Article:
Leviticus 23:40 Commentary - Ellicott's Commentary for English Readers (Old and New Testaments)

(40) And ye shall take you on the first day.—The four species of vegetable production here ordered are a distinctive feature of this festival. They have been most minutely defined during the second Temple.

Boughs of goodly trees.—Better, the fruit of goodly trees, as the margin rightly renders it. As this phrase is too indefinite, and may simply denote the fruit of any choice fruit-tree, there can hardly be any doubt that in this instance, as in many other cases, the lawgiver left it to the administrators of the Law to define its precise kind. Basing it therefore upon one of the significations of the term here translated “goodly,” which is to dwell, to rest, the authorities during the second Temple decreed that it means the fruit winch permanently rests upon the tree—i.e., the citron, the paradise-apple. If it came from an uncircumcised tree (see Lev. 19:23), from an unclean heave-offering (comp. Num. 18:11-12), or exhibited the slightest defect, it was ritually illegal.

Branches of palm trees.—During the second Temple this was defined as the shoot of the palm-tree when budding, before the leaves are spread abroad, and whilst it is yet like a rod. It is technically called lulab, which is the expression whereby it is rendered in the ancient Chaldee version. The lulab must at least be three hands tall, and must be tied together with its own kind.

The boughs of thick trees.—This, according to the same authorities, denotes the myrtle branch, whose leaves thickly cover the wood. To make it ritually legal it must have three or more shoots round the stem, and on the same level with it. If it is in any way damaged it is illegal. This accounts for the ancient Chaldee version rendering it by “myrtle branch.”

Willows of the brook.—That species, the distinguishing marks of which are dark wood and long leaves with smooth margin. The palm, the myrtle, and the willow, when tied together into one bundle, constitute the Lulab. Whilst the psalms are chanted by the Levites during the sacrifices, the pilgrims, who held the Lulabs or palms, shook them thrice, viz., at the singing of Psa. 118:1, then again at Lev. 23:25, and at Lev. 23:29. When the chant was finished, the priests in procession went round the altar once, exclaiming, “Hosanna, O Lord, give us help, O Lord! give prosperity !” (Psa. 118:25). Whereupon the solemn benediction was pronounced by the priests, and the people dispersed amidst the repeated exclamations, “How beautiful art thou, O altar !” It is this part of the ritual which explains the welcome that the multitude gave Christ when they went to meet Him with palm-branches and shouts of hosanna (Mat. 21:8-9; Mat. 21:15; Joh. 12:12-13).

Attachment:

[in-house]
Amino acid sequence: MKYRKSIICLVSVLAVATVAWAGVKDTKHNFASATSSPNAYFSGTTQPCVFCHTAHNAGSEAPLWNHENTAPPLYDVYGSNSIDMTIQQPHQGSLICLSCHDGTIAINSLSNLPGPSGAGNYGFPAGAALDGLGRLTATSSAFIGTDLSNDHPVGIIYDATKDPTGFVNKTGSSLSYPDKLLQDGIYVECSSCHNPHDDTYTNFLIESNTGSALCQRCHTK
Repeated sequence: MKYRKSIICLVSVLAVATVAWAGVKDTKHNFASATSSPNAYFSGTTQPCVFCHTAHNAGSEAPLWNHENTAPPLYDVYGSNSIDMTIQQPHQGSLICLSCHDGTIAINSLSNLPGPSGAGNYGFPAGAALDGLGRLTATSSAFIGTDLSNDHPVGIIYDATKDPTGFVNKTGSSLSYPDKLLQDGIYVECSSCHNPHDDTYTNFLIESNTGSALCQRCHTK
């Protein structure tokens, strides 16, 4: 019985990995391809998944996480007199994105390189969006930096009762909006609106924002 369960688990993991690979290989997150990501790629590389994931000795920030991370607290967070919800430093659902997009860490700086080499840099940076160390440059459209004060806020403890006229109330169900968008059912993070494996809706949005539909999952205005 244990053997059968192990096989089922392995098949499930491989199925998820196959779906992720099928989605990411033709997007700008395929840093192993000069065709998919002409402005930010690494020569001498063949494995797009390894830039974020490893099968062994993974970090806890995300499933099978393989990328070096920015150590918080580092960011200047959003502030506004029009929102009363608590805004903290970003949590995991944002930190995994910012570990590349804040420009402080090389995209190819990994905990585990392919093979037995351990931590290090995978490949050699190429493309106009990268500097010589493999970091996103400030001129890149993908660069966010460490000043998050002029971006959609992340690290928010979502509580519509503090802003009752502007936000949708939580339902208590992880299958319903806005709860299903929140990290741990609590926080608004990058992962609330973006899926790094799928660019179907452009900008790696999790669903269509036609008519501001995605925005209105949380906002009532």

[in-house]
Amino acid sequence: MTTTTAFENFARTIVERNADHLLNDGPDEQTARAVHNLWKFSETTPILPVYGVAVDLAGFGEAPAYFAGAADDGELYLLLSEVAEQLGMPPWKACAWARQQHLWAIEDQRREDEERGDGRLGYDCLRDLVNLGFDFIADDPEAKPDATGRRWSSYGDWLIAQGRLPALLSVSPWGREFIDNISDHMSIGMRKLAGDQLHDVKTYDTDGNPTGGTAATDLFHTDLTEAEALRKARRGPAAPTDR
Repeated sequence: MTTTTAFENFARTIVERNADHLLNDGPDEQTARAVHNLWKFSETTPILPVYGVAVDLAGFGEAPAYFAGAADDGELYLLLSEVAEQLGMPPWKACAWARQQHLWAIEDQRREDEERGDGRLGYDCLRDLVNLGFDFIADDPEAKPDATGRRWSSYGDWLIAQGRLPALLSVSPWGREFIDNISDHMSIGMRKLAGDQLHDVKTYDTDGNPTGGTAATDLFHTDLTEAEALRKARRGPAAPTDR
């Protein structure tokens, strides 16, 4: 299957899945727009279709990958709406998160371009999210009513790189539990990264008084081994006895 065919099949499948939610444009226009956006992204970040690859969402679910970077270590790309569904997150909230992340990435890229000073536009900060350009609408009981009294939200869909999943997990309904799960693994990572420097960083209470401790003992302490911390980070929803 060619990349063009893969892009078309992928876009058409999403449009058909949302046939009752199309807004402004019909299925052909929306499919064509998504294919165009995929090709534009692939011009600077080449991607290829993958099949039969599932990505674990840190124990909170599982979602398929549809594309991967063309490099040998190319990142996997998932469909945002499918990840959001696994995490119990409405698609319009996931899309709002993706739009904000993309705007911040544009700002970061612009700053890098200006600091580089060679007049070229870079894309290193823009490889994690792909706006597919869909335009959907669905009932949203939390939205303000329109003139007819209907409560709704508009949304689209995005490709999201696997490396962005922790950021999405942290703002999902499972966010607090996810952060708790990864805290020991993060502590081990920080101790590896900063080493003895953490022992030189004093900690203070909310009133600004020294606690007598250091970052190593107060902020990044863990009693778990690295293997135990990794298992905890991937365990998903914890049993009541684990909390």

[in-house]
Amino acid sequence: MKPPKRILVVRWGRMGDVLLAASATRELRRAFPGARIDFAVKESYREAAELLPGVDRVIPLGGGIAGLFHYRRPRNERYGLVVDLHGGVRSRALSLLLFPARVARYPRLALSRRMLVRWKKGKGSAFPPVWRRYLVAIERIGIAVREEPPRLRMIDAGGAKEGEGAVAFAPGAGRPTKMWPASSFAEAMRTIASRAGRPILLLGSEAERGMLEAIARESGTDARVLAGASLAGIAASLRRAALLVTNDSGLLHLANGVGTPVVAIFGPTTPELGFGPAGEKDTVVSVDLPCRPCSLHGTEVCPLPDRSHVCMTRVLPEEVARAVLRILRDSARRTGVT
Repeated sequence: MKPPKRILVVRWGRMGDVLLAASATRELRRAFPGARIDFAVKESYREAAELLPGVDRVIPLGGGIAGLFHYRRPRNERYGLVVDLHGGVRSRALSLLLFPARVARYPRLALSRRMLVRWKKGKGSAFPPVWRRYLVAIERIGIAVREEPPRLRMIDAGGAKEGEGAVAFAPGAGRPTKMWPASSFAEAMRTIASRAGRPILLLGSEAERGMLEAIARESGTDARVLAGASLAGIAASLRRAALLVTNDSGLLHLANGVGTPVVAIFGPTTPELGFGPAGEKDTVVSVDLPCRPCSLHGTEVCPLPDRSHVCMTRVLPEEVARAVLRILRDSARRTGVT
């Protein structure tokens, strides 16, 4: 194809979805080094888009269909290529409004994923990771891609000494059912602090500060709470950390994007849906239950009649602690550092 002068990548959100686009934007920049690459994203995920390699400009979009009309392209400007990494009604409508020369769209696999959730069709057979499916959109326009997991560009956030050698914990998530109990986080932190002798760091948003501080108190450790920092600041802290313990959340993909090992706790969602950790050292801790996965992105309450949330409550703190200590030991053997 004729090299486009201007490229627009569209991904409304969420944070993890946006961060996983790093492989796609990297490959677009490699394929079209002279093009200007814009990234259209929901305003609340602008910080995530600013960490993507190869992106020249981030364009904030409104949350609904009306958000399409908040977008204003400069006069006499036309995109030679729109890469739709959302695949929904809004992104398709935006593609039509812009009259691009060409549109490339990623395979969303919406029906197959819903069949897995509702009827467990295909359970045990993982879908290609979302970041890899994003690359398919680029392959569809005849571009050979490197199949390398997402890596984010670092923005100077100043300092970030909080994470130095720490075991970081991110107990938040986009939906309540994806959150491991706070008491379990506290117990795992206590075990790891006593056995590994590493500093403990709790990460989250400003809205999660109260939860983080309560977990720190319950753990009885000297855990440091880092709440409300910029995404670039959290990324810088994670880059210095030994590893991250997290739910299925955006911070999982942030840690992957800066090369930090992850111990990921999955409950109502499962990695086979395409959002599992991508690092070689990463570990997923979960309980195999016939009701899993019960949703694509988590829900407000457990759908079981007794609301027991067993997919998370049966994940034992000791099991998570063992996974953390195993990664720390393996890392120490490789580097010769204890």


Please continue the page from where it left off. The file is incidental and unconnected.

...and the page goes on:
Consult other comments:

Leviticus 23:40 - Albert Barnes' Notes on the Bible

Leviticus 23:40 - Joseph Benson’s Commentary on the Old and New Testaments

Leviticus 23:40 - Calvin's Complete Commentary

Leviticus 23:40 - The Cambridge Bible for Schools and Colleges

Leviticus 23:40 - Adam Clarke's Commentary and Critical Notes on the Bible

Leviticus 23:40 - Commentary on the Holy Bible by Thomas Coke

Leviticus 23:40 - Companion Bible Notes, Appendices and Graphics

Leviticus 23:40 - Ellicott's Commentary for English Readers (Old and New Testaments)

Leviticus 23:40 - John Gill's Exposition of the Entire Bible

Leviticus 23:40 - English Annotations on the Holy Bible by Matthew Poole

Leviticus 23:40 - The Treasury of Scripture Knowledge

Leviticus 23:40 - Whedon's Commentary on the Old and New Testaments

Ellicott's Commentary for English Readers (Old and New Testaments)